The Senate voted 97 to 0 yesterday to confirm appeals court Judge Anthony M. Kennedy to the Supreme Court, formally ending a bitter struggle over the Reagan administration's attempt to change the direction of the high court.

Kennedy, 51, a moderate, nonideological conservative who is now a court of appeals judge in California, will be sworn in Feb. 18 as the nation's 104th justice. He will take a seat vacated last June by centrist Justice Lewis F. Powell Jr., and, like Powell, he is likely to cast a deciding vote in cases involving civil rights and civil liberties, abortion and church-state issues.

In an ironic twist that symbolized the perceived difference between Judge Kennedy and President Reagan's first nominee for the seat, controversial appeals court Judge Robert H. Bork, Sen. Edward M. Kennedy (D-Mass.) shepherded the nomination through an hour of perfunctory floor debate.

Sen. Kennedy, one of the leaders of the successful fight against Bork, praised Judge Kennedy's "integrity, intelligence, courage and craftsmanship -- and a judicial philosophy that places him within the mainstream of constitutional interpretation."

Other liberal Democrats, while expressing reservations about some of Kennedy's civil rights rulings, also praised the 12-year appeals court veteran, as did conservative Sen. Strom Thurmond (R-S.C.) who called him "a man of intellect, openness and fairness."

Senate Judiciary Commitee Chairman Joseph R. Biden Jr. (D-Del.) was ill yesterday and did not vote. Two other senators, Albert Gore Jr., (D-Tenn.) and Paul Simon,(D-Ill.) who were campaigning for president, also did not vote.

Kennedy, who has granted no interviews and made virtually no public statements since he was nominated to the court, was typically low-key yesterday. In a statement from Sacramento, he said: "I have a deep appreciation for the honor conferred by the Senate's vote this morning. I can conceive of no greater honor for an attorney or a judge than to devote a career to preserving our constitutional heritage."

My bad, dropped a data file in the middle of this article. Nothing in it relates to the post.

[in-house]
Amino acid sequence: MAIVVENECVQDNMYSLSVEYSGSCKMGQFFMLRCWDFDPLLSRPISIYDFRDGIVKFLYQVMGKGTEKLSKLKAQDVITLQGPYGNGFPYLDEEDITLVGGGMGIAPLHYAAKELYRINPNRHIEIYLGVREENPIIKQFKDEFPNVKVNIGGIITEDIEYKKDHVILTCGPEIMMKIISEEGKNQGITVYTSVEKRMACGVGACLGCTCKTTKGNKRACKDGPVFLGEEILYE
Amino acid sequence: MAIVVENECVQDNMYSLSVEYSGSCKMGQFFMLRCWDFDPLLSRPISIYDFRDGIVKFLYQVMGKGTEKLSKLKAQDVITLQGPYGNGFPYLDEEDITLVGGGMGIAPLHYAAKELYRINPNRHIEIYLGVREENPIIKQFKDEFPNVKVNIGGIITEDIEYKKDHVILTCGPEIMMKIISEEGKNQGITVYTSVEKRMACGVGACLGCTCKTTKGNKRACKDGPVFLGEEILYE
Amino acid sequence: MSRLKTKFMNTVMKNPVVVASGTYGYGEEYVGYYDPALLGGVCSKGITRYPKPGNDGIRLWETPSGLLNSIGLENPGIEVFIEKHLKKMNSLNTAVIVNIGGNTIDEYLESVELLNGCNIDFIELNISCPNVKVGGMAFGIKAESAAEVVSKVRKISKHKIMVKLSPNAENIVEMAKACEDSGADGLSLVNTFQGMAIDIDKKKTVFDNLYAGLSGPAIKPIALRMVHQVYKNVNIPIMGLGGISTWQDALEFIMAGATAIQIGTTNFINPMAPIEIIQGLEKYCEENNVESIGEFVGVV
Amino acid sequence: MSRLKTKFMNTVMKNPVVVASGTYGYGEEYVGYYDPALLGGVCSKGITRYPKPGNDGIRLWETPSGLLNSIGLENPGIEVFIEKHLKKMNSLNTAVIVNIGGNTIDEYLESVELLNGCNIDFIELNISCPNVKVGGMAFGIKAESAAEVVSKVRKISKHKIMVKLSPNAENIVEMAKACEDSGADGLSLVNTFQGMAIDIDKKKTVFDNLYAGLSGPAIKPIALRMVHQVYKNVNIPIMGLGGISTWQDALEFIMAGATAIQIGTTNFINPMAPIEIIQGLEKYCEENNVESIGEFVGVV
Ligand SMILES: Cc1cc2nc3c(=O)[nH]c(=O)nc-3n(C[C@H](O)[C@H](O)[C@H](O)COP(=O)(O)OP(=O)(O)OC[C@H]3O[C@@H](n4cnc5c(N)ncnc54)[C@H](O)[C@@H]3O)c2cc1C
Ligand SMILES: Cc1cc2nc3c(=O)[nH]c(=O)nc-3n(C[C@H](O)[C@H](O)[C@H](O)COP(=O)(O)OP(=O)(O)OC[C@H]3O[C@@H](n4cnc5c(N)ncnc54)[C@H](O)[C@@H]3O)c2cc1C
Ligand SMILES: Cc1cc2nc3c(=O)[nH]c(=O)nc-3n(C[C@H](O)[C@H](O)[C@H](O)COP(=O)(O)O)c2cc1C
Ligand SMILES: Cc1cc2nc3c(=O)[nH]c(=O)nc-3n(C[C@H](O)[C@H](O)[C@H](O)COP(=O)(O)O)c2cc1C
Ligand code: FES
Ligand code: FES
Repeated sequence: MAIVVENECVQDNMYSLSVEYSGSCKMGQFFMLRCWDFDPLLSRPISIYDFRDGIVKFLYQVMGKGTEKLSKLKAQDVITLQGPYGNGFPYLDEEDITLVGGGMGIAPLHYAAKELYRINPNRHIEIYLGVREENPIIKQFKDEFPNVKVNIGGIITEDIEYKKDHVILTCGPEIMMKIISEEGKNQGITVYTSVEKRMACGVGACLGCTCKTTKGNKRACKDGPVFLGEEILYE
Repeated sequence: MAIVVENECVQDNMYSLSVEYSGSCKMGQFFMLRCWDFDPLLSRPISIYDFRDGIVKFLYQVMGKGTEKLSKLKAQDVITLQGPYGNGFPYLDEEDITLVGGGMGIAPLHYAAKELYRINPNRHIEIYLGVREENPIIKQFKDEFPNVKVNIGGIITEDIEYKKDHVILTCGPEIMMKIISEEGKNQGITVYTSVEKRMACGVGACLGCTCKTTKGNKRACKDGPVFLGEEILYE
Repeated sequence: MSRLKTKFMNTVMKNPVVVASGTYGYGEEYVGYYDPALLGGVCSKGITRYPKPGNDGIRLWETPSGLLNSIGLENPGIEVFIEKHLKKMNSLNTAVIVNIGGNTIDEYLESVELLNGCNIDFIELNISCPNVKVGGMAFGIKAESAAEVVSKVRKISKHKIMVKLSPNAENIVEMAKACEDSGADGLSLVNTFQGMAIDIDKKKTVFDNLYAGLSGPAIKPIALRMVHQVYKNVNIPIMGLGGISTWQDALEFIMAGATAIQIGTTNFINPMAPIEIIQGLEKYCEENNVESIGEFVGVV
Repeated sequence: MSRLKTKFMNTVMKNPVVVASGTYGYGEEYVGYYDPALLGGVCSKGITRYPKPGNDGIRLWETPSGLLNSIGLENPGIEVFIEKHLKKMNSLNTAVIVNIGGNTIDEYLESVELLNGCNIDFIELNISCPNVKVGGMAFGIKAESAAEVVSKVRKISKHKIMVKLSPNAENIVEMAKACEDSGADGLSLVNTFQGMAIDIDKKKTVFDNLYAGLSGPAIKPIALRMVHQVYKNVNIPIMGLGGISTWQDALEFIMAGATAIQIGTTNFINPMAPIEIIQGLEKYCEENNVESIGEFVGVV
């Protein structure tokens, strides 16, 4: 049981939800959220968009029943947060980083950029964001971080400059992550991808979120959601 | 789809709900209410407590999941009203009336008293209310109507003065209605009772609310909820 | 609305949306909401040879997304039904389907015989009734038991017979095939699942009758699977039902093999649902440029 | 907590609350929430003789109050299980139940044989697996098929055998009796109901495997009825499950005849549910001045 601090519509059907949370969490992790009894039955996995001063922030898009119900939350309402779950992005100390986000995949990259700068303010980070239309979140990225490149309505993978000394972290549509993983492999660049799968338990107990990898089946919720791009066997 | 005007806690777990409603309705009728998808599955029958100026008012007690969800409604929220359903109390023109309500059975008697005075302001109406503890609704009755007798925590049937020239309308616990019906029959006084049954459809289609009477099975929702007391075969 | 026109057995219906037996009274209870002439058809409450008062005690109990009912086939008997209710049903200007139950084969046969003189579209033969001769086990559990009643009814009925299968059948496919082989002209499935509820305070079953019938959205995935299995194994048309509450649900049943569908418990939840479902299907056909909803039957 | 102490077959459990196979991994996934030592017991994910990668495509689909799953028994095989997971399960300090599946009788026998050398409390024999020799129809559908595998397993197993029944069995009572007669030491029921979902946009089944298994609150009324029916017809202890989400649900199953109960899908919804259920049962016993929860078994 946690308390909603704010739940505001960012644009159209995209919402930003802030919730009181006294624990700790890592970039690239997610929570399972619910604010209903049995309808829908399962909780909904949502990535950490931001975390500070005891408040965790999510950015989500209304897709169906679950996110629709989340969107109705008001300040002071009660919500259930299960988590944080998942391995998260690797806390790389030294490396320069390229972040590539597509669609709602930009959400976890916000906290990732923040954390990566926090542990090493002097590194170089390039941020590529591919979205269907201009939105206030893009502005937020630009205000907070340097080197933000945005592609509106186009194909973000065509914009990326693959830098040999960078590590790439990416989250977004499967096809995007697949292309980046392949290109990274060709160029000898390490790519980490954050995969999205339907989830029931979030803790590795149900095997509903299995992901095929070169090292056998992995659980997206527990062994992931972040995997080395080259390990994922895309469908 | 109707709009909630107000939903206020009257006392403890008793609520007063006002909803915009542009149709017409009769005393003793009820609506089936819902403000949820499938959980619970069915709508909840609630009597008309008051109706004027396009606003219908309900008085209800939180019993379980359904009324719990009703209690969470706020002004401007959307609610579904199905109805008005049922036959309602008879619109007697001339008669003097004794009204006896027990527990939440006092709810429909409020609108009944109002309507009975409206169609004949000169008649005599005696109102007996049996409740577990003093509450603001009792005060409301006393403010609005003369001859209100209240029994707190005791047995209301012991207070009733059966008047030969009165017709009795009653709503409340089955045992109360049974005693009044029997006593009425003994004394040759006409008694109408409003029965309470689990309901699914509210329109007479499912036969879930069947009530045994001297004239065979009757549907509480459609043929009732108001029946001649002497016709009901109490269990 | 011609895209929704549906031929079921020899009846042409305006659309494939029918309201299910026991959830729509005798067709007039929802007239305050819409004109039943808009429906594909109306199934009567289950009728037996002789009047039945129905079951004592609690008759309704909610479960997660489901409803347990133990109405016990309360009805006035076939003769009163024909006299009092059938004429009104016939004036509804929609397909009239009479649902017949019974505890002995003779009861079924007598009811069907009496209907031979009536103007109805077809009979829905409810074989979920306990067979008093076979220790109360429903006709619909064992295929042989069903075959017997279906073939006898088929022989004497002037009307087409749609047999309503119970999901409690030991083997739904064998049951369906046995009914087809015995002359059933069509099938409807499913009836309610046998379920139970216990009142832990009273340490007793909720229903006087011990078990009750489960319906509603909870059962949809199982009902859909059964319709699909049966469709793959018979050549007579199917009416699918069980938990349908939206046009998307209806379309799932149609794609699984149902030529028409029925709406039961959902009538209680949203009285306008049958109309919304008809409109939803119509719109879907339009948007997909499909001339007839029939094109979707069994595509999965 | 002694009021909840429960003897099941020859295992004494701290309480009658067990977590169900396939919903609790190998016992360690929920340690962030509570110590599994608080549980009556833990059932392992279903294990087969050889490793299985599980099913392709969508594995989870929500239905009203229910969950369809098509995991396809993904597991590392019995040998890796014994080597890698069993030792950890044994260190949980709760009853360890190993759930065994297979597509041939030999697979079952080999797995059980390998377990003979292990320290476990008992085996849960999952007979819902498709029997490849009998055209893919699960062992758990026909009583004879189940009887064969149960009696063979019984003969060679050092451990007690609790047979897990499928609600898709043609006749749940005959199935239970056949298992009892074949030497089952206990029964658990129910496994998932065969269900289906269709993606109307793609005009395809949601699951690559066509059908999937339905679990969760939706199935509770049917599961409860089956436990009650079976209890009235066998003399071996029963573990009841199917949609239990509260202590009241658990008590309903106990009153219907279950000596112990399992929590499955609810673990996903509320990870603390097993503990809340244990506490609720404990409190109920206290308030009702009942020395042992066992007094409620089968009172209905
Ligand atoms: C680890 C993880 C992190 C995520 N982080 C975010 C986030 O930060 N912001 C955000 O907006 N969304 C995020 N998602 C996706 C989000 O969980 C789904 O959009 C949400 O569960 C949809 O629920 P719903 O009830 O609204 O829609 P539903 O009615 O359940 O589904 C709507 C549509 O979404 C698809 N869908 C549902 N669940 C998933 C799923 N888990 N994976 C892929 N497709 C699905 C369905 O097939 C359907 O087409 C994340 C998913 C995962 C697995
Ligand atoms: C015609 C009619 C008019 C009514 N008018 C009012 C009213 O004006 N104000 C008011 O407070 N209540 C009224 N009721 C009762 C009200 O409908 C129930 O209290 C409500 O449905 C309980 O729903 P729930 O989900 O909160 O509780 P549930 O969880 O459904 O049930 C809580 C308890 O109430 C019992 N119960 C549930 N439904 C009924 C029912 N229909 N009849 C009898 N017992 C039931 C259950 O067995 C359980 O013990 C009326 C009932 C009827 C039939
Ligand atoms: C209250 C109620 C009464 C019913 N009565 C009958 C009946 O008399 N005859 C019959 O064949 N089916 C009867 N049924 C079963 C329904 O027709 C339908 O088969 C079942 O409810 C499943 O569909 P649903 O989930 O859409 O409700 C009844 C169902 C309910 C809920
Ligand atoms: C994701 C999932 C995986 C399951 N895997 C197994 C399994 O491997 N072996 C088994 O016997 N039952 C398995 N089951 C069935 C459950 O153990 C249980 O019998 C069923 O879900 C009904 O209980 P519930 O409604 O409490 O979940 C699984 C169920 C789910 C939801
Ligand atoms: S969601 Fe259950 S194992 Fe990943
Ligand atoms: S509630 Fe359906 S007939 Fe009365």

Reagan said he was "extremely pleased" that the Senate "has not only restored to the nation a full nine-member Supreme Court; it has reaffirmed this country's commitment to the philosophy of judicial restraint."

Reagan's initial selection of Bork was seen as a bid to change the direction of the high court for years to come and to implement the administration's social agenda. It touched off a titanic battle, with opposition led by civil rights and women's groups.

Bork, a former Yale Law School professor and solicitor general, was perceived as too ideologically rigid and insensitive to free speech and privacy rights and the civil rights of women and minorities. He was defeated by a 58-to-42 vote, the largest margin of defeat in history for a high court nominee.

After the defeat, a combative Reagan vowed to select a nominee "that they {Senate Democrats} will object to as much as they did to this one." Kennedy was a finalist for the seat, but Reagan, at the urging of administration conservatives, nominated Judge Douglas H. Ginsburg, who had served about a year on the federal appeals court here, instead. Ginsburg withdrew after admitting that he had smoked marijuana while on the faculty of Harvard Law School.

In contrast to Bork, Judge Kennedy told the Senate Judiciary Committee last December that he found a right to privacy in the Constitution where Bork could find none, and that he had no ideological agenda but took each case one-at-a-time, much like his predecessor, Powell.

Kennedy has already missed more than half the 1987-88 court term. He will be sent the briefs in cases scheduled to be heard at the next argument session, beginning Feb. 22. Technically, he could listen to tapes of cases already argued this term but not yet decided, but no justice in recent memory has done that.

Still, the justices have a stack of briefs waiting for him. They could include cases the court has decided to hear but has held up until a full court could consider them, or cases in which Kennedy's vote would be the deciding one in choosing to review a case.

Those pending appeals, some sitting at the high court without action since October, include a controversial mandatory drug testing program for Customs Service employes, two antipornography cases, a constitutional challenge to the authority of the Government Accounting Office to review federal contracts, and a case asking what campaign reporting requirements may be placed on churches that participate in state referenda.

In addition, the eight justices may have split evenly on some cases and Kennedy may be asked if he wants any of those cases reargued either this term or next. There are only four hours of argument time not filled for this term.

A lifelong Sacramento resident, Kennedy was a state legislative lobbyist and lawyer before he was appointed to the appeals court in 1975 by President Gerald R. Ford. Kennedy, like Justices William H. Rehnquist and Sandra Day O'Connor, is a Stanford University graduate. He attended Harvard Law School, alma mater of three other sitting justices, William J. Brennan Jr., Harry A. Blackmun and Antonin Scalia.